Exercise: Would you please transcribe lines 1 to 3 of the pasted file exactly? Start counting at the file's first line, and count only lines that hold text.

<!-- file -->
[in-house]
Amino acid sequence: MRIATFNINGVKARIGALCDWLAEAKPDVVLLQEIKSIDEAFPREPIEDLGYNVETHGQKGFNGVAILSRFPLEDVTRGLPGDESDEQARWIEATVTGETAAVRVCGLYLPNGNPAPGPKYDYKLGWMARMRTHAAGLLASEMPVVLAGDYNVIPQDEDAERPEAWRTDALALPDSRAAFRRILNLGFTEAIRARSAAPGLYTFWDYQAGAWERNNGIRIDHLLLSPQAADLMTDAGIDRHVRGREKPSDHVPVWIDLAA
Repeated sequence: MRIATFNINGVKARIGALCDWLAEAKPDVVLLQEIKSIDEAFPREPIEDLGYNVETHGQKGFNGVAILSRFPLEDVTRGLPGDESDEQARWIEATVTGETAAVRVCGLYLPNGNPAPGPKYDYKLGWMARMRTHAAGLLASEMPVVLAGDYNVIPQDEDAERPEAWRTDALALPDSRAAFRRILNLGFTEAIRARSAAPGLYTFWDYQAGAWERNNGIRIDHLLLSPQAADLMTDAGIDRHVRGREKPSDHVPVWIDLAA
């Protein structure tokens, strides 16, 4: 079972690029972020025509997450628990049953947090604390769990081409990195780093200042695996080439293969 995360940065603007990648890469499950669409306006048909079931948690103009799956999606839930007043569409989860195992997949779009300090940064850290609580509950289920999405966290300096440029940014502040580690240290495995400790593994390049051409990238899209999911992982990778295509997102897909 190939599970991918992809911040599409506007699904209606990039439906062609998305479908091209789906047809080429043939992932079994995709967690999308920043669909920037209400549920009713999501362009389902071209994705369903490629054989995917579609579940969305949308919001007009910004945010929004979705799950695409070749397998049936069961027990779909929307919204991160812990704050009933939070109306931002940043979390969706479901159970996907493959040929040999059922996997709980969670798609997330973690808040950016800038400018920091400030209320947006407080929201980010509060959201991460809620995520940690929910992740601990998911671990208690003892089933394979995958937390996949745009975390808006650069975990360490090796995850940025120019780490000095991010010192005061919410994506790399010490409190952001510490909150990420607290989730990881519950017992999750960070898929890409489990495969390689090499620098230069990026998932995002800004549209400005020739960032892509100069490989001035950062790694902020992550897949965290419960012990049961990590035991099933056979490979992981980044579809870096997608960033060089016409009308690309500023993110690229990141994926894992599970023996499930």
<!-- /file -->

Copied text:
[in-house]
Amino acid sequence: MRIATFNINGVKARIGALCDWLAEAKPDVVLLQEIKSIDEAFPREPIEDLGYNVETHGQKGFNGVAILSRFPLEDVTRGLPGDESDEQARWIEATVTGETAAVRVCGLYLPNGNPAPGPKYDYKLGWMARMRTHAAGLLASEMPVVLAGDYNVIPQDEDAERPEAWRTDALALPDSRAAFRRILNLGFTEAIRARSAAPGLYTFWDYQAGAWERNNGIRIDHLLLSPQAADLMTDAGIDRHVRGREKPSDHVPVWIDLAA
Repeated sequence: MRIATFNINGVKARIGALCDWLAEAKPDVVLLQEIKSIDEAFPREPIEDLGYNVETHGQKGFNGVAILSRFPLEDVTRGLPGDESDEQARWIEATVTGETAAVRVCGLYLPNGNPAPGPKYDYKLGWMARMRTHAAGLLASEMPVVLAGDYNVIPQDEDAERPEAWRTDALALPDSRAAFRRILNLGFTEAIRARSAAPGLYTFWDYQAGAWERNNGIRIDHLLLSPQAADLMTDAGIDRHVRGREKPSDHVPVWIDLAA